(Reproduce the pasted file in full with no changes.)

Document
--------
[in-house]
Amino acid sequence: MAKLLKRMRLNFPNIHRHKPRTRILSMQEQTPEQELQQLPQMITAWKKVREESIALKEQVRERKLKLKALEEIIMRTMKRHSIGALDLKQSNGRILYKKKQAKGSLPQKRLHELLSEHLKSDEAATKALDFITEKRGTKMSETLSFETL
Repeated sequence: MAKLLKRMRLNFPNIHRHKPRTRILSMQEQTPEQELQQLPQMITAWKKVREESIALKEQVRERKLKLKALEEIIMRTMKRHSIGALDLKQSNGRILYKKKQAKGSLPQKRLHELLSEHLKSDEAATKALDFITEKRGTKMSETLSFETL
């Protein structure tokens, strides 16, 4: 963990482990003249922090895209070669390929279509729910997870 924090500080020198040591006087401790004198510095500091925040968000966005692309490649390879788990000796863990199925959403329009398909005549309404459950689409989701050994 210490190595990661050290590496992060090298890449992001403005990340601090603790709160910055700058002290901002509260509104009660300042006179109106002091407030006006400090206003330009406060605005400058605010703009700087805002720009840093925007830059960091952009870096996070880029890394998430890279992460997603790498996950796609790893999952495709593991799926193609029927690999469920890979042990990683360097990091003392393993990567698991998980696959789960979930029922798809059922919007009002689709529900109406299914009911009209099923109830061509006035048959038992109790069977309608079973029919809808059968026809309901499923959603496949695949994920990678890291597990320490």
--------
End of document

[in-house]
Amino acid sequence: MAKLLKRMRLNFPNIHRHKPRTRILSMQEQTPEQELQQLPQMITAWKKVREESIALKEQVRERKLKLKALEEIIMRTMKRHSIGALDLKQSNGRILYKKKQAKGSLPQKRLHELLSEHLKSDEAATKALDFITEKRGTKMSETLSFETL
Repeated sequence: MAKLLKRMRLNFPNIHRHKPRTRILSMQEQTPEQELQQLPQMITAWKKVREESIALKEQVRERKLKLKALEEIIMRTMKRHSIGALDLKQSNGRILYKKKQAKGSLPQKRLHELLSEHLKSDEAATKALDFITEKRGTKMSETLSFETL
């Protein structure tokens, strides 16, 4: 963990482990003249922090895209070669390929279509729910997870 924090500080020198040591006087401790004198510095500091925040968000966005692309490649390879788990000796863990199925959403329009398909005549309404459950689409989701050994 210490190595990661050290590496992060090298890449992001403005990340601090603790709160910055700058002290901002509260509104009660300042006179109106002091407030006006400090206003330009406060605005400058605010703009700087805002720009840093925007830059960091952009870096996070880029890394998430890279992460997603790498996950796609790893999952495709593991799926193609029927690999469920890979042990990683360097990091003392393993990567698991998980696959789960979930029922798809059922919007009002689709529900109406299914009911009209099923109830061509006035048959038992109790069977309608079973029919809808059968026809309901499923959603496949695949994920990678890291597990320490």